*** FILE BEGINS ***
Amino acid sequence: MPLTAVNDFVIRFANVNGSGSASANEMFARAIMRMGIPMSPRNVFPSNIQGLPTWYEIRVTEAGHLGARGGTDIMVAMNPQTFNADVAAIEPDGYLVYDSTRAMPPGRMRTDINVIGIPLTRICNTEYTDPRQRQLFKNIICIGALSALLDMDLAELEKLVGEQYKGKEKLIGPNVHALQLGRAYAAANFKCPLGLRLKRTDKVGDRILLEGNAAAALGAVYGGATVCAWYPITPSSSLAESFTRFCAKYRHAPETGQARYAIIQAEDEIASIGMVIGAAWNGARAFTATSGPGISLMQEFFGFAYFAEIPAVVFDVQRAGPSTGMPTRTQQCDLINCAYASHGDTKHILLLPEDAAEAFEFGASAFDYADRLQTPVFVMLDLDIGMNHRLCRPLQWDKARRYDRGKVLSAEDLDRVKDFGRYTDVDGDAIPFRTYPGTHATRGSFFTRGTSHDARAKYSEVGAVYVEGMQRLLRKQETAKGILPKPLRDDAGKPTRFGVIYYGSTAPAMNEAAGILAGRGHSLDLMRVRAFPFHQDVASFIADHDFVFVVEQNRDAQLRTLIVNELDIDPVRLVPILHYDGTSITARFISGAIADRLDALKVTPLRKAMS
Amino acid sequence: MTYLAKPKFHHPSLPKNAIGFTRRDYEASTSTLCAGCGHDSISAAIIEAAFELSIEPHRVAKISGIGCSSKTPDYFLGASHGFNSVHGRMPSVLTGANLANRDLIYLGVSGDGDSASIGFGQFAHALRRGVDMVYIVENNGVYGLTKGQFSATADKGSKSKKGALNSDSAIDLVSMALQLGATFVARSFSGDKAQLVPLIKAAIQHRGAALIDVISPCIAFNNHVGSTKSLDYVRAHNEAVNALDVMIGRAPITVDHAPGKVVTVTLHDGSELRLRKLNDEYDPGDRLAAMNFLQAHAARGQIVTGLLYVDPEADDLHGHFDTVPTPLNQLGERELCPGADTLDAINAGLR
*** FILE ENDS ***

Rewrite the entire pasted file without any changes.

Amino acid sequence: MPLTAVNDFVIRFANVNGSGSASANEMFARAIMRMGIPMSPRNVFPSNIQGLPTWYEIRVTEAGHLGARGGTDIMVAMNPQTFNADVAAIEPDGYLVYDSTRAMPPGRMRTDINVIGIPLTRICNTEYTDPRQRQLFKNIICIGALSALLDMDLAELEKLVGEQYKGKEKLIGPNVHALQLGRAYAAANFKCPLGLRLKRTDKVGDRILLEGNAAAALGAVYGGATVCAWYPITPSSSLAESFTRFCAKYRHAPETGQARYAIIQAEDEIASIGMVIGAAWNGARAFTATSGPGISLMQEFFGFAYFAEIPAVVFDVQRAGPSTGMPTRTQQCDLINCAYASHGDTKHILLLPEDAAEAFEFGASAFDYADRLQTPVFVMLDLDIGMNHRLCRPLQWDKARRYDRGKVLSAEDLDRVKDFGRYTDVDGDAIPFRTYPGTHATRGSFFTRGTSHDARAKYSEVGAVYVEGMQRLLRKQETAKGILPKPLRDDAGKPTRFGVIYYGSTAPAMNEAAGILAGRGHSLDLMRVRAFPFHQDVASFIADHDFVFVVEQNRDAQLRTLIVNELDIDPVRLVPILHYDGTSITARFISGAIADRLDALKVTPLRKAMS
Amino acid sequence: MTYLAKPKFHHPSLPKNAIGFTRRDYEASTSTLCAGCGHDSISAAIIEAAFELSIEPHRVAKISGIGCSSKTPDYFLGASHGFNSVHGRMPSVLTGANLANRDLIYLGVSGDGDSASIGFGQFAHALRRGVDMVYIVENNGVYGLTKGQFSATADKGSKSKKGALNSDSAIDLVSMALQLGATFVARSFSGDKAQLVPLIKAAIQHRGAALIDVISPCIAFNNHVGSTKSLDYVRAHNEAVNALDVMIGRAPITVDHAPGKVVTVTLHDGSELRLRKLNDEYDPGDRLAAMNFLQAHAARGQIVTGLLYVDPEADDLHGHFDTVPTPLNQLGERELCPGADTLDAINAGLR